The next two things are what personally clinched it for me; * Lady Crane asks Arya if she likes pretending to be other people. She seems confident when she says this, like she knows Arya is not what she seems. * Just before that though – she asks one, very important question of Arya;

    LC: “What is your name?”

    Lady Crane isn’t just asking innocuous questions. She is playing The Game Of Faces. She starts with her own story, then ends with the same question Jaqen asks of Arya. Obviously Arya has no idea, so simply answers “Mercy”.
    Jaqen also tested The Waif here though – knowing Arya would fudge the actual assassination part, he wanted to see how The Waif reacted. She expressed a desire to dispatch Arya, and in this, she failed. A girl has no desires. When The Waif contronts him, Jaqen says “Shame. A girl had many gifts”. He is disappointed in not Arya, but The Waif. Her eagerness to kill is at odds with what it means to truly be no one. His request to make it quick is not fondness for Arya – it is a warning – one the Waif has predictably ignored when she went for the gut, and not the heart or throat.

  • I think this is brilliant, even better. It may or may not be true, but by the gods it is plausible. Out of curiosity, in your opinion is there any reason to think Lady Crane didn’t die or just pretended to be dead? She is a convincing actress, after all.

    For what it’s worth, I also decided to augment one of my older theories. I’ve written that IMO Arya guessed she would be ambushed and chose the bridge to control where it happened. That bridge had a glorious view of the Titan which she could pretend to be enjoying, and it was located near a short staircase up to the quayside. The Waif could only attack from two directions and Arya would have a chance to jump into the water. Once under the bridge, the Waif could not see her but would note the inevitable blood cloud in the water. Arya could come up and breathe normally until hearing footsteps of the Waif leaving. Then Arya could swim underwater to the staircase, and stagger back to the theatre, which was presumably nearby.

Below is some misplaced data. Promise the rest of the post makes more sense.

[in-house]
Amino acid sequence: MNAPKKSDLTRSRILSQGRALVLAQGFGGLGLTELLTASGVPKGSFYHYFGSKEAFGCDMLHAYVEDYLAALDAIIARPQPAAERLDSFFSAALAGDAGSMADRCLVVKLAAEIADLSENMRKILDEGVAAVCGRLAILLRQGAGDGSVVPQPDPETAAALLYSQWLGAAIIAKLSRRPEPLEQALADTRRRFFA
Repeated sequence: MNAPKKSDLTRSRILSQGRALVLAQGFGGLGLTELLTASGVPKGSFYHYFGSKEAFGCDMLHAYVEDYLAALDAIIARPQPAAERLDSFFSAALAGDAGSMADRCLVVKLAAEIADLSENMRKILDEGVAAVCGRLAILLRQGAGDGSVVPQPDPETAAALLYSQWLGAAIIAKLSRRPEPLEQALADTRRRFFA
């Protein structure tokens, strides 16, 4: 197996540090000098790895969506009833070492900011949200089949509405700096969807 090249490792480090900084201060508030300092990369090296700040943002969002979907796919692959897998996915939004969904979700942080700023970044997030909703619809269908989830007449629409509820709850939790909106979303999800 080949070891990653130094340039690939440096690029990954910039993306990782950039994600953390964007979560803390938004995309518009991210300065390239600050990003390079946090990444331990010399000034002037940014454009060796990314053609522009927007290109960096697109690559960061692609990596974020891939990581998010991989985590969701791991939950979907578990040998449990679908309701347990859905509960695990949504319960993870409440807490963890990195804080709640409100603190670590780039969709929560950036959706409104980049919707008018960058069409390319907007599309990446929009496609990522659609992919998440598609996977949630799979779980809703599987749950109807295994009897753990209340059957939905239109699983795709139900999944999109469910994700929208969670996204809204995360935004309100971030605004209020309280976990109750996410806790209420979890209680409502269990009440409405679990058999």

• Melisandre isn’t the only priestess that can see visions in flames, and she was pretty bad at it. It isn’t too much to think Lady Crane would be more adept, sees the bigger picture, and decides to work with Jaquin and the Faceless for the common goal of preventing the destruction of humanity with ice. If Mel can convince everyone she is young, bring back the dead, and make Smoke Demons, it isn’t too hard to believe faking death would be possible for another Priestess and a skilled actor. Sacrificing herself for the greater good is also plausible, but not as satisfying.
    Arya looked like she was trying to draw out the Waif, and was taking that risk to make the fight on her terms. She may have thought with luck she could lead her to needle without the injury, and without luck your scenario came into play.
    If neither of our takes are true, it’s difficult for me to believe the directing and writing for those episodes were so bad, considering how great the rest of the season was.
    I interpret the expression on Jaquin’s face at Aryas departure from the House of Black and White as the one of success, not failure, of his plan.